The big question about this movie: Did she die at the end? Here’s my answer. Spoiler alert. I think so.
This movie had no deep meaning for me. As much as I’d like to think that I understand Nina Sayers’ struggle as the Swan Queen in Swan Lake, I have absolutely no connection to her. I’ve wanted things badly before, but I’ve never reached that level of disillusionment to attain them. When it comes down to it, Black Swan is a fun, exciting, thrilling story. That’s it. No real take-away message, other than maybe “Don’t be a ballet dancer.” The only message that would have lingered would have existed if Nina had lived.
Of course, it wasn’t a bad movie. It was incredibly shot, and incredibly acted. The mirrors, the animations, the handheld shots, all of this contributed to the increasingly paranoid, claustrophobic feel of the movie. Bravo, Darren Aronofsky. And Natalie Portman achieved something special in this movie, something that she’ll look back on, I imagine, with equal parts pain and pleasure. She had to sacrifice a lot of her body to pull off this role, to appear as sinewy and starved as a dancer, yet toned and talented as a star. I also loved seeing Mila Kunis in a more serious, dangerous role. That woman is so much more capable an actress than her past comedies have afforded her. And then there was Vincent Cassel. He was everything he was supposed to be: terrifying, seductive, and brilliant.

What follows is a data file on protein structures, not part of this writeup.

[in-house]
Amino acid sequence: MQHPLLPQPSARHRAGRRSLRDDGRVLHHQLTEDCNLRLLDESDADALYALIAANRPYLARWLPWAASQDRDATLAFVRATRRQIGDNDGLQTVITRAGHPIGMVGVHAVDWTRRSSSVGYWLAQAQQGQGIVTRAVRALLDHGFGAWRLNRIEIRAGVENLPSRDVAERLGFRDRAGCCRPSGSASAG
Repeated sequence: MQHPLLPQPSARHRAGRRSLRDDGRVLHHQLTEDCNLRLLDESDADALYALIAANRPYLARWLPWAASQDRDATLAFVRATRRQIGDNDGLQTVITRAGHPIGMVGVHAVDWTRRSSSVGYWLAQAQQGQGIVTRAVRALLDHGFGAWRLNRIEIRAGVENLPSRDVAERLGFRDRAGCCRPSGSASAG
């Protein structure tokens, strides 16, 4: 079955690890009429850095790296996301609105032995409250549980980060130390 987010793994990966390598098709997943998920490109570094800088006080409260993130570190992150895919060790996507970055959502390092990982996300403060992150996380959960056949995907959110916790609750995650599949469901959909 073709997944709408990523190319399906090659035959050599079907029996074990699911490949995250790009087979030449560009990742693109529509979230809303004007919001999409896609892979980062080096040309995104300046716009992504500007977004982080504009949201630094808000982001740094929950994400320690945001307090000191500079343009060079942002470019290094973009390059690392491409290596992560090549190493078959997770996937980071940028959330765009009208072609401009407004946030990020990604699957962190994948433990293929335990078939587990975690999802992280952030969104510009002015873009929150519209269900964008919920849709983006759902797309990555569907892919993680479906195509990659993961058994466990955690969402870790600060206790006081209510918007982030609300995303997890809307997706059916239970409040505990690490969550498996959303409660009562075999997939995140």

I think the scariest aspect of the movie, for me, wasn’t the Linda Blair-esque Winona Ryder body in the room, or the scaly feather growing out of her skin, or even the cuticle being ripped from her finger, which definitely did make me cringe. No, it was knowing that a story like Swan Lake was so mainstream, admirable, classic, regarded. I realized that I had never actually seen Swan Lake before, and that this movie was my twisted introduction to it. Knowing what I know now about the show’s darkness and loneliness, I’m not sure I’d actually want to see it. Black Swan, in all its extraordinary terror, was more than enough.